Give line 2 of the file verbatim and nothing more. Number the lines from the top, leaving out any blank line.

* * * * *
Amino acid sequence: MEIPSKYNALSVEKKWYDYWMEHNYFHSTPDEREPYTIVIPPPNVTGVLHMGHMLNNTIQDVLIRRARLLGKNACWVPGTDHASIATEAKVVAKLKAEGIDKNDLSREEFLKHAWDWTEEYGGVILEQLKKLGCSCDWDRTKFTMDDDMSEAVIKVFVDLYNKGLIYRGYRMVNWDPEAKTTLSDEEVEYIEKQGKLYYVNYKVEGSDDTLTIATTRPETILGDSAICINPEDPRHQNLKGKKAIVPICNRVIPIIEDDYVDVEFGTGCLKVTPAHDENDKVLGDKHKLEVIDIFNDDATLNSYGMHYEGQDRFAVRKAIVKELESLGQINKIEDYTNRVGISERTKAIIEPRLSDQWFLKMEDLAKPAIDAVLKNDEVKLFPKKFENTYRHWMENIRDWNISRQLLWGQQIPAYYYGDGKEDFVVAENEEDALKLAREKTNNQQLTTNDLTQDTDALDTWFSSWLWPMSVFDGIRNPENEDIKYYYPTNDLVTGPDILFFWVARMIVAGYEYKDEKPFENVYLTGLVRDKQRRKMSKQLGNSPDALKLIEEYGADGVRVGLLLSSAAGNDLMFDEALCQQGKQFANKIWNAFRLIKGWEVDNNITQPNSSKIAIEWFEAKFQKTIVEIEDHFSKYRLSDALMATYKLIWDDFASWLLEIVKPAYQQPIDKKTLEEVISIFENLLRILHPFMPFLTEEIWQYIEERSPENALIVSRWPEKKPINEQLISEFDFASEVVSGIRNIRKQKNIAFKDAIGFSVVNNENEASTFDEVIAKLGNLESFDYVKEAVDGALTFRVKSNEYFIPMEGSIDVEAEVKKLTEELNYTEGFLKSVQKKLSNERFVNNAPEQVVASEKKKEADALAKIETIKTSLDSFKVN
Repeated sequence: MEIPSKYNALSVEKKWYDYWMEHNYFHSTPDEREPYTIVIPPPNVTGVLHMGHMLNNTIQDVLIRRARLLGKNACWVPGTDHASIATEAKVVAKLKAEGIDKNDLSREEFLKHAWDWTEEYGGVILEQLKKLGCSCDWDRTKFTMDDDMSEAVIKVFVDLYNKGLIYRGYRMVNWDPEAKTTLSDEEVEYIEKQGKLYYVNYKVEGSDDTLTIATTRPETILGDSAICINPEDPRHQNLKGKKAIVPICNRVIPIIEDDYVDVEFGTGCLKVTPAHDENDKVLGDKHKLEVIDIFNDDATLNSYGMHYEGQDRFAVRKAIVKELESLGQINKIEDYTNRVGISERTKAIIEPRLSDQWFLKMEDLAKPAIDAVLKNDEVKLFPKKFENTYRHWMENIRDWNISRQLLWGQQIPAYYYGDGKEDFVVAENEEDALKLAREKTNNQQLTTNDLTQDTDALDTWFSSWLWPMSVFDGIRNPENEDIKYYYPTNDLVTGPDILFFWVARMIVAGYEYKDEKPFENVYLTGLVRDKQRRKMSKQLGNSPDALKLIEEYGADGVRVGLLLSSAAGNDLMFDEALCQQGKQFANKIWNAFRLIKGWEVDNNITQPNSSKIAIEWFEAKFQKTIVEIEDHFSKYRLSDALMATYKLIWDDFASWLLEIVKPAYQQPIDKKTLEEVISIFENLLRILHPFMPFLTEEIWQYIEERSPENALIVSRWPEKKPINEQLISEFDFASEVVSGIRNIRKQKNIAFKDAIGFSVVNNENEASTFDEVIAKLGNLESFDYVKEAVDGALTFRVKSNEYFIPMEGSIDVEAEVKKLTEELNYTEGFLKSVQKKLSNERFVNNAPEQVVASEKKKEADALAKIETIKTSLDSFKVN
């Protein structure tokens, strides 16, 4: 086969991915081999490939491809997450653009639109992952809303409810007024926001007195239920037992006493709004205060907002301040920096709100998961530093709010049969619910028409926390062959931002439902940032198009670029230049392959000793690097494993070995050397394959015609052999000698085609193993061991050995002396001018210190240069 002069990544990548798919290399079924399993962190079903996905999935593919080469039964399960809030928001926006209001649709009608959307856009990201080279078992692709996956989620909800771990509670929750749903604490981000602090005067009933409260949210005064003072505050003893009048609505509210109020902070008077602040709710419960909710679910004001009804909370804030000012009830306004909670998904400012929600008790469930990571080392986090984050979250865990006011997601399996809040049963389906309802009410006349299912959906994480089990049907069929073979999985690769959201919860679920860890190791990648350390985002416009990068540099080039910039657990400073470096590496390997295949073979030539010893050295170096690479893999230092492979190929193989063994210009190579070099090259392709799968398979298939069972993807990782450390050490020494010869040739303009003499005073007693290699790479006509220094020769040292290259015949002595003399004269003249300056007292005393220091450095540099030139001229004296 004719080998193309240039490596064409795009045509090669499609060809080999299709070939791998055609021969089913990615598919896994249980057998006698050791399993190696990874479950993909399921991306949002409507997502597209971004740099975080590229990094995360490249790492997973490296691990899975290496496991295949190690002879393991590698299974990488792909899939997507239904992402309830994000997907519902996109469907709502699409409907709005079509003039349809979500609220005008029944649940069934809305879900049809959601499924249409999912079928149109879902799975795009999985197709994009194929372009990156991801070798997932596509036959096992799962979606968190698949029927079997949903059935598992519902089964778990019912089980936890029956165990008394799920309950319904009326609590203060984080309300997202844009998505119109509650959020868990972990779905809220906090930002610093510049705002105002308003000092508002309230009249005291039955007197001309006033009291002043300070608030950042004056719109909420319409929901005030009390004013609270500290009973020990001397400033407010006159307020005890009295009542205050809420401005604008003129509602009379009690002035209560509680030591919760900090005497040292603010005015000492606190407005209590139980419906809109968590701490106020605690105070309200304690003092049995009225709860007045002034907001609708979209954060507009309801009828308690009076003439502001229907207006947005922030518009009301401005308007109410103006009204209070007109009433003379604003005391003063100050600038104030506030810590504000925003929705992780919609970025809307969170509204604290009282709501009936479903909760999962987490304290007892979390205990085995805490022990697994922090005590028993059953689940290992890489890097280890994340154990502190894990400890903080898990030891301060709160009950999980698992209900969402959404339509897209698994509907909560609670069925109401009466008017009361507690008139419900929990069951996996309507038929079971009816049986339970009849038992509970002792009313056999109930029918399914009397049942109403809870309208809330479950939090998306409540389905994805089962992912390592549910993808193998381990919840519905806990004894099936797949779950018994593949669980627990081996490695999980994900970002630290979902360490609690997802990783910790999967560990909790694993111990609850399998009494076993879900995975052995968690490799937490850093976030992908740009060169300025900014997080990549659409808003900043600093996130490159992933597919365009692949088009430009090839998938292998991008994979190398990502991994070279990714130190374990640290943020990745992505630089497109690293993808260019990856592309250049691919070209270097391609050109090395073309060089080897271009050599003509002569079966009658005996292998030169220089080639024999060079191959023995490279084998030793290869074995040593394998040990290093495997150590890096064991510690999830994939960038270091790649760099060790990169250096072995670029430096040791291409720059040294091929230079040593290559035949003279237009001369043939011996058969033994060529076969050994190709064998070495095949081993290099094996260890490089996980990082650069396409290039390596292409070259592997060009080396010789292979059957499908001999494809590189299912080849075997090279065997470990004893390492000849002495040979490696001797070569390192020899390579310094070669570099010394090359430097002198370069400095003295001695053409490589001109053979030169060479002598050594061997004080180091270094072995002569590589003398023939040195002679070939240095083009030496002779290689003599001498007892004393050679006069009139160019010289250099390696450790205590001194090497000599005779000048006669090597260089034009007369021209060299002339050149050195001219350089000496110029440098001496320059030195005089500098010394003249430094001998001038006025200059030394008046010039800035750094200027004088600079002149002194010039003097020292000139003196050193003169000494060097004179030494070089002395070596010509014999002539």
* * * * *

Repeated sequence: MEIPSKYNALSVEKKWYDYWMEHNYFHSTPDEREPYTIVIPPPNVTGVLHMGHMLNNTIQDVLIRRARLLGKNACWVPGTDHASIATEAKVVAKLKAEGIDKNDLSREEFLKHAWDWTEEYGGVILEQLKKLGCSCDWDRTKFTMDDDMSEAVIKVFVDLYNKGLIYRGYRMVNWDPEAKTTLSDEEVEYIEKQGKLYYVNYKVEGSDDTLTIATTRPETILGDSAICINPEDPRHQNLKGKKAIVPICNRVIPIIEDDYVDVEFGTGCLKVTPAHDENDKVLGDKHKLEVIDIFNDDATLNSYGMHYEGQDRFAVRKAIVKELESLGQINKIEDYTNRVGISERTKAIIEPRLSDQWFLKMEDLAKPAIDAVLKNDEVKLFPKKFENTYRHWMENIRDWNISRQLLWGQQIPAYYYGDGKEDFVVAENEEDALKLAREKTNNQQLTTNDLTQDTDALDTWFSSWLWPMSVFDGIRNPENEDIKYYYPTNDLVTGPDILFFWVARMIVAGYEYKDEKPFENVYLTGLVRDKQRRKMSKQLGNSPDALKLIEEYGADGVRVGLLLSSAAGNDLMFDEALCQQGKQFANKIWNAFRLIKGWEVDNNITQPNSSKIAIEWFEAKFQKTIVEIEDHFSKYRLSDALMATYKLIWDDFASWLLEIVKPAYQQPIDKKTLEEVISIFENLLRILHPFMPFLTEEIWQYIEERSPENALIVSRWPEKKPINEQLISEFDFASEVVSGIRNIRKQKNIAFKDAIGFSVVNNENEASTFDEVIAKLGNLESFDYVKEAVDGALTFRVKSNEYFIPMEGSIDVEAEVKKLTEELNYTEGFLKSVQKKLSNERFVNNAPEQVVASEKKKEADALAKIETIKTSLDSFKVN